We are busy with the later stages of preparing our paper for the forthcoming Recruiting the Royal Navy conference in September at the Royal Naval Musuem and have been describing the persistence with which Captain Sir Edward Pellew put forward his young gentlemen for promotion to Lord Spencer, First Lord of the Admiralty. His efforts to gain a lieutenant’s commission for Alexander McVicar, who had years of merchant experience but lacked time on the RN books were characteristically thorough.
The trouble is that although we knew we had seen three letters of response from Lord Spencer, becoming increasingly polite the more he had to decline, we appeared to have lost the last of the three. We searched our paperwork, our hard drives, our google drives, we searched every combination of word string we could think of and all to no avail.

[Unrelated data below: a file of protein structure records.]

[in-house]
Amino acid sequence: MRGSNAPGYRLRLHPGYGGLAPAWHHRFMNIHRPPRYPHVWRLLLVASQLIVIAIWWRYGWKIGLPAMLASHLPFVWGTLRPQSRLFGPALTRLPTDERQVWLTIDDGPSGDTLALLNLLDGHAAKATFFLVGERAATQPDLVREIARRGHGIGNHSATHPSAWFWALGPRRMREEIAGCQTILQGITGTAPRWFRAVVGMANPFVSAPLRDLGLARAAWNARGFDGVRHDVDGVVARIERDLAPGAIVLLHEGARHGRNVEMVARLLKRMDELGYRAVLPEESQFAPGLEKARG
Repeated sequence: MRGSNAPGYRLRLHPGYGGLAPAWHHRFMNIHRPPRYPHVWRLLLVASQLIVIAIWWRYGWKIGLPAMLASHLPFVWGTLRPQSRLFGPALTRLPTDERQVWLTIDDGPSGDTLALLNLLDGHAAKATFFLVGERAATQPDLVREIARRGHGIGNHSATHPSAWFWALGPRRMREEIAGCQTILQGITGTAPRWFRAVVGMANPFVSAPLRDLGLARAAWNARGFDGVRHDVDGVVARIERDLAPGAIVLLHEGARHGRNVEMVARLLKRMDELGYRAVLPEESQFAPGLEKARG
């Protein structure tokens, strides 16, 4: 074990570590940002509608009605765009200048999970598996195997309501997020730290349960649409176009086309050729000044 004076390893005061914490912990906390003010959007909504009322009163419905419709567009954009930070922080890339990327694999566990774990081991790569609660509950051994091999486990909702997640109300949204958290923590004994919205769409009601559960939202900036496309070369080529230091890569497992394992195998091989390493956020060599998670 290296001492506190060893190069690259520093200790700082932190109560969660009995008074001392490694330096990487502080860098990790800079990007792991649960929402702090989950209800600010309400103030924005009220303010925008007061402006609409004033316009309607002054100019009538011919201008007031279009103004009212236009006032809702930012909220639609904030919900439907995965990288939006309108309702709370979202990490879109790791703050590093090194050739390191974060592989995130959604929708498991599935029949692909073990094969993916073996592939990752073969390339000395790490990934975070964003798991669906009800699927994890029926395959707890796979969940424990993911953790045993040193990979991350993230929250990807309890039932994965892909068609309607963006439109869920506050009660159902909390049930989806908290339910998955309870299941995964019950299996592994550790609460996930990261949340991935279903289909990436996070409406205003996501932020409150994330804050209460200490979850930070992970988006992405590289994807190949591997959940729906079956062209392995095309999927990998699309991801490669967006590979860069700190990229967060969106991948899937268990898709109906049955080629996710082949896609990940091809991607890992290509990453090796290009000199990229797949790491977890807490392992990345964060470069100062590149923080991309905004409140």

Then late yesterday (why is it always when it is late?) there was a shout of triumph – we had found the letter complete with what must be, even for the 18th century, one of the most elegant ways to say “no” in the language. We are delighted to share here
Earl Spencer to Sir Edward Pellew, 4th February 1797:
“The state of the captain’s list is such to preclude my being able as yet to flatter myself with the possibility of complying with your wishes.”
Or in other words “Not a chance mate!”